The Yield (Book I) The Rest of the Story (Book II) is about black male/female relationships and the people involved in these relationships. It is about joy and heartbreak. It allows numerous glimpses into the private lives of the courageous people who were willing to share their stories with the author.
The Yield is written in two parts, Book I and Book II. Book I sets forth the initial scenario; Book II: The Rest of the Story, details the corresponding resolution of each of the initial scenarios introduced in Book I.
It is a nonfiction writing though names and places have been fictionalized to protect the privacy of the real people to whom the stories belong. Many of these people have suffered intense pain; some of them are still hurting. For their pain, for their bravery, for their willingness to share their private lives, it is the author’s hope, as well as the hope of the individuals who have shared their stories, that many others will be able to avoid the pitfalls and ensuing devastation.
There are two ways to read the book: the traditional way from beginning to end, following the sequence of pages in numerical order, or you may prefer to move between the scenarios, reading the initial scenario in Book I and then its corresponding resolution in Book II. However you prefer please read it. You will be enlightened! You won’t be disappointed!
The Black man’s family has a need to believe in his integrity, a need to feel that what they think of him is important to him! His family has a need as well as a desire to trust him and to feel that he is worthy of their trust. And the Black Man has a need to believe that this is so. He needs to be cognizant of the fact that he is the only one who can assure his family that they have his love, loyalty, and support, that there is no reason why they cannot trust him. When he behaves as if this is not so, the family structure is weakened. When the head of the family fails to lead in a way which his sons and daughters can emulate, in a way which his wife can respect, future generations are threatened. This is so because children learn what they live, and they live what they are allowed to experience.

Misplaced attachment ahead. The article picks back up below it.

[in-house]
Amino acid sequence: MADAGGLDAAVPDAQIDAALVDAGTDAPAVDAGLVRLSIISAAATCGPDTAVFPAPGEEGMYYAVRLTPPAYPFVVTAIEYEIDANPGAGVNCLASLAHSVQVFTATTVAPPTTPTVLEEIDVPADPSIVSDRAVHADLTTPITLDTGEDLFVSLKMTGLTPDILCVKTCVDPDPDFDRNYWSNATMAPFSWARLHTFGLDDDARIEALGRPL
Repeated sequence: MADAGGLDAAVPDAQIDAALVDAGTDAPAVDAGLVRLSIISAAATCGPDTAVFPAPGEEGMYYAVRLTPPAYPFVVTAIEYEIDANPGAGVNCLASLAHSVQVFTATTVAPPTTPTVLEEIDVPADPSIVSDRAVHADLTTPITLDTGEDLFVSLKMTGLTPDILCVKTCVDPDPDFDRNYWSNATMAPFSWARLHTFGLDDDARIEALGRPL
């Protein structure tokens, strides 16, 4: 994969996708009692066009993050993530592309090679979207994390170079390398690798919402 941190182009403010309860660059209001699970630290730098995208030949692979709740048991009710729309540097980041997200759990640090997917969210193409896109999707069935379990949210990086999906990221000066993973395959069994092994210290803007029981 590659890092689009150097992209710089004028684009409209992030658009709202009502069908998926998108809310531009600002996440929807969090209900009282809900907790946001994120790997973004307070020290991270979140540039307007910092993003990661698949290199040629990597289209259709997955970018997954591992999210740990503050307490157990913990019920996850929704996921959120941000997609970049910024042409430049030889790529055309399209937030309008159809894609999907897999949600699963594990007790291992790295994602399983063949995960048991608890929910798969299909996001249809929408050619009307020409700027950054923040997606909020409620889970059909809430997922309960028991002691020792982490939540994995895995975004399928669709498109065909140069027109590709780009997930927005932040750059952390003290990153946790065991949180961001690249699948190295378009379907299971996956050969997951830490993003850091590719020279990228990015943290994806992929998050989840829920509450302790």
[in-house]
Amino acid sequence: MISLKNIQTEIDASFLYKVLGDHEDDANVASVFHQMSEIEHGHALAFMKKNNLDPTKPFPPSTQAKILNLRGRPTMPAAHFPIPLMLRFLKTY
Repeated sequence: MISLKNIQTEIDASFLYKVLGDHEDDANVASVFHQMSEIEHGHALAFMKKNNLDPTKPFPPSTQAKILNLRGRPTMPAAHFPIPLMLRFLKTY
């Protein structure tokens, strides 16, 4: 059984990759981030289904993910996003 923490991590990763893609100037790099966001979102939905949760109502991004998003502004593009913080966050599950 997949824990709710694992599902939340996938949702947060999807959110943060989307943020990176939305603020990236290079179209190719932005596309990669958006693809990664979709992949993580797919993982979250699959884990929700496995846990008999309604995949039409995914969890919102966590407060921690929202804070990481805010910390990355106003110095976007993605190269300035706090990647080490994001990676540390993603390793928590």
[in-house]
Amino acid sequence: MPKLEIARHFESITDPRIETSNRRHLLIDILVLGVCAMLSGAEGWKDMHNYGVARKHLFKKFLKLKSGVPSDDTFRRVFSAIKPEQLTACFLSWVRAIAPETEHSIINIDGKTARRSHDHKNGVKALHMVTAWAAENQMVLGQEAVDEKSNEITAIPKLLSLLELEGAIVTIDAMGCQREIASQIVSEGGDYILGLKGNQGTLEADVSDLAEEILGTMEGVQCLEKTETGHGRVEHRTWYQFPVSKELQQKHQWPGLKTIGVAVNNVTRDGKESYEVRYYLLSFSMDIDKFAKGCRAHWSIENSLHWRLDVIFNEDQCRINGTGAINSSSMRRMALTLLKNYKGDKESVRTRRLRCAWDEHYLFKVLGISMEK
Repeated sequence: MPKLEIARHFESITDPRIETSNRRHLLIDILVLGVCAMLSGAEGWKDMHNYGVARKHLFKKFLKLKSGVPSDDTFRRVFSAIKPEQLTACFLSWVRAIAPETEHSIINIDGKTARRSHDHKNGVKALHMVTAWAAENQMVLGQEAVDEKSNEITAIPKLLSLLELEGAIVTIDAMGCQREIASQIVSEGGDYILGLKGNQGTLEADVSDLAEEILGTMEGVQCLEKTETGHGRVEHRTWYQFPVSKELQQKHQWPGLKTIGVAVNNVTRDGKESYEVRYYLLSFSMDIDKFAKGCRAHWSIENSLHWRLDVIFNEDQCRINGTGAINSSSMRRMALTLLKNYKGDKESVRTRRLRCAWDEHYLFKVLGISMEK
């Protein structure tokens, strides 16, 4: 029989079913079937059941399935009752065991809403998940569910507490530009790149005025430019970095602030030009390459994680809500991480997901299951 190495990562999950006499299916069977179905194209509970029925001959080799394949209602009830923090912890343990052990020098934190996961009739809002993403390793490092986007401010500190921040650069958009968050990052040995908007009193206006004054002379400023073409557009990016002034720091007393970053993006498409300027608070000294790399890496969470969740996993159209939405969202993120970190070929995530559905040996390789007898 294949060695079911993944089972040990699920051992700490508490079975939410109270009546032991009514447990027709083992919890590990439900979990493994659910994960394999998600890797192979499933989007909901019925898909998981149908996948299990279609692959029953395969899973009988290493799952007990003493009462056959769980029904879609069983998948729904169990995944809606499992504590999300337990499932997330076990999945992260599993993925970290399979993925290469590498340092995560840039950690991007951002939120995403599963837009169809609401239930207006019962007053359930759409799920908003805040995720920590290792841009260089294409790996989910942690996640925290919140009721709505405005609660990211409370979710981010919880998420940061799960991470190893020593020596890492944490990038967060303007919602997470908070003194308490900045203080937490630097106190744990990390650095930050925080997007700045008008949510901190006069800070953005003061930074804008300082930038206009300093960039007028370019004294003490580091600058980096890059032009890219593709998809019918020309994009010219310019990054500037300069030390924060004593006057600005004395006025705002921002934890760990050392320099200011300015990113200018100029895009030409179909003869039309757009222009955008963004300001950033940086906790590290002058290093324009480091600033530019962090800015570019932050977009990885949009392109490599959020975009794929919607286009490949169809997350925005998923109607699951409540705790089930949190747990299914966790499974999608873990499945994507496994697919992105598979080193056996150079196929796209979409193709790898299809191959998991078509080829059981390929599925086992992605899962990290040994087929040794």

The constant lying, the constant game-playing, the constant need to evade, the constant cheating which is normal behavior for far too many Black men, are behaviors which many of them observed in their fathers, uncles, and other dominant male role models in their lives. This destructive cycle can be broken only by the Black man. If his sons are to be free of the psychological garbage which accumulates in a climate where these behaviors are observed and accepted as normal, masculine behaviors, then the choice is a foregone conclusion: the Black man must choose not to engage in these behaviors. This is not an option if the Black race, the Black family, is to survive!
You see, the Black family’s survival is threatened when Black men father children for whom they feel no responsibility, nor assume any. It is threatened when children are born to women to whom these children’s fathers feel no allegiance. It is threatened when the birth of a child does not assist to cement an already solid, marital relationship. It is threatened when Black boys enter manhood with misplaced or warped ideas of what it means to be a man! The Black family is threatened when children are being born, but their births are no longer considered, “A family affair.” If the Black race, the Black family is to survive, the refrain must not be, that’s just my baby’s daddy. It must be instead, this is my beloved husband, the father of our beloved child!